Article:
Games Grownups Play

Recruiting violations. Cutthroat competion. Big money. Larger egos. It isn't NCAA football. It's kids' soccer, Dallas style.

Even if their high school has a good soccer team, many kids play for both their school and a club team, to increase their chances of getting college scholarships. The club system has become the way to make it into the higher echelons of the sport--the Olympic Development Program, state and regional teams, even the U.S. Olympic team--where college coaches take notice.

Before beginning to negotiate the dizzying array of clubs and their distinct cultures, a player's parents must come to grips with the time and money involved, and the fact that soccer will come to dictate family life. "The first thing we heard is that you can forget about taking vacations in the summer," Hunter says.

The first two weeks of July are reserved for select-team tryouts. Even many of the parents who are committed to select soccer complain that the tryout system is brutal, especially for the fragile psyches of the youngest players, fifth and sixth graders. One mother likens the two-week ordeal to sorority rush.

Some clubs advertise their tryouts in the monthly soccer newspaper The Pitch, or put fliers under windshield wipers at spring tournaments to attract would-be first-year players. Hopefuls scout prospective teams. Often a first-year player will want to play for a certain coach the child may have met during a clinic or at a soccer camp.

Coaches notoriously invite far more kids to tryouts than they can possibly pick. Diego Castro says it's done out of courtesy, not meanness. But parents say it is agonizing if, at the end of two weeks, a child isn't offered a contract by a team for which he or she wants to play.

"Rejection is a lot to handle for an 11-year-old," says one mom. "It was our first year through and it was horrible. The coaches played games. 'Why didn't you come to me first?' Some told my son he was going to make the team--but then a better player came along."

Her son loved recreational soccer, and was encouraged by several club coaches to try out for select. When he didn't make any of the select teams, "he was devastated," says his mom.

"You lose your mind seeing your child hurt," she says. "The coaches stand there and say, 'You're good, you're bad, you're out.' There's no mercy."

Her son eventually got on a team--coached by a player for the Sidekicks.
Mike Stevens, tournament director of Legend, acknowledges that the tryout system is flawed. "The problem is that all these coaches are young guys with no kids. They just don't understand."

"There are definite problems with the system," agrees Castro, "but it's like democracy. It's got its problems, but what's the alternative?"

At the end of the two weeks, coaches offer the players they want a contract to play for them, just like in the pros, except instead of the players being paid, the parents do the paying--anywhere from $700 to $1,200 a year, depending on the team.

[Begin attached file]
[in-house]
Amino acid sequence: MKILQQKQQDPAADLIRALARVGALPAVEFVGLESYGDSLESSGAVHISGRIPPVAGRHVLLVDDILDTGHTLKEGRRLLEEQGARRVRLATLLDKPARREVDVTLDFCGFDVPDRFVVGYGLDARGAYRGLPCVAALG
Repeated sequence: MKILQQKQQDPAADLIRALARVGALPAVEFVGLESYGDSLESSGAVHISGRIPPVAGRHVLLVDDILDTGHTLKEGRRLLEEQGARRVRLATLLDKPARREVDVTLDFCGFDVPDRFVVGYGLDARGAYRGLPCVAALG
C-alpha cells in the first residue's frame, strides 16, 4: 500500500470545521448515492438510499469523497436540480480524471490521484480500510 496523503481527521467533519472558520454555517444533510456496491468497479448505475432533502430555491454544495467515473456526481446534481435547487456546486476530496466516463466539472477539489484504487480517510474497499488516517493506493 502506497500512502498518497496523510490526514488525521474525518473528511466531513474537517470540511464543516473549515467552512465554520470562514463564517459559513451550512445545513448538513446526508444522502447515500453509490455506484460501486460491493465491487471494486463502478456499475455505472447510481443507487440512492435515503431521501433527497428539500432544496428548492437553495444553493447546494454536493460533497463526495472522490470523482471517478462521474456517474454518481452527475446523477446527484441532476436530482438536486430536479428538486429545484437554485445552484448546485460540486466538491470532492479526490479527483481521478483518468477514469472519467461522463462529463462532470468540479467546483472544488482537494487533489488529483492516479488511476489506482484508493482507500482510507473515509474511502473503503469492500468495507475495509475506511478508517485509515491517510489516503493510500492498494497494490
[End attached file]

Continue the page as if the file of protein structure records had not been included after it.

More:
Though worldwide soccer, which requires little more than a ball and some players, is considered a sport of the masses, in the select clubs of the United States, it is fast becoming a sport of the well-to-do. It takes a serious commitment of money and immense amounts of time to keep a child on a select team. Even though some teams offer partial or full scholarships to low-income players, middle- and upper-class families can more easily ferry their children to practice--often an hour or longer round-trip--two to three times a week.

Why do parents sign on for this kind of inconvenience and expense, let alone expose their children to the ego-deflating tryouts? "We want our kid to progress, to be the best he can be, to be coached by the best and to play at the highest level of competition," says one mother, "and, hey, if it'll keep our kid off the street, what's bad?"

For some, it's an investment in their kid's future, a chance at a college sports scholarship, maybe even a shot at the Olympics or the pros. Yet most admit these are elusive dreams at best.

"Rec [soccer] people think select people are crazy, spending all this time and money," says one select-club parent. It's like a regular student vs. the talented-and-gifted. They think they get too much attention, but these kids need to excel."

Schellas Hyndman, soccer coach at Southern Methodist University, who ran his own soccer club on a volunteer basis for eight years, calls select soccer a "can of worms." North Texas is the premier hunting ground for college scouts, he says, but that has its downside.

"With coaches today making a living at it, it can become pretty vicious for the kids," Hyndman says. "It can be the best system in the world, but it also teaches a lot of values we don't necessarily want to teach kids."

Many parents agree that as select soccer has grown, it has also changed for the worse. This year, in particular, area select soccer has been plagued by scandal, including some preposterous antics unthinkable in a children's level of sports. "It's the white hats vs. the black hats," says one insider. "The white hats do it for the kids. The black hats have ulterior motives--power, self-interest, money, who knows what?"

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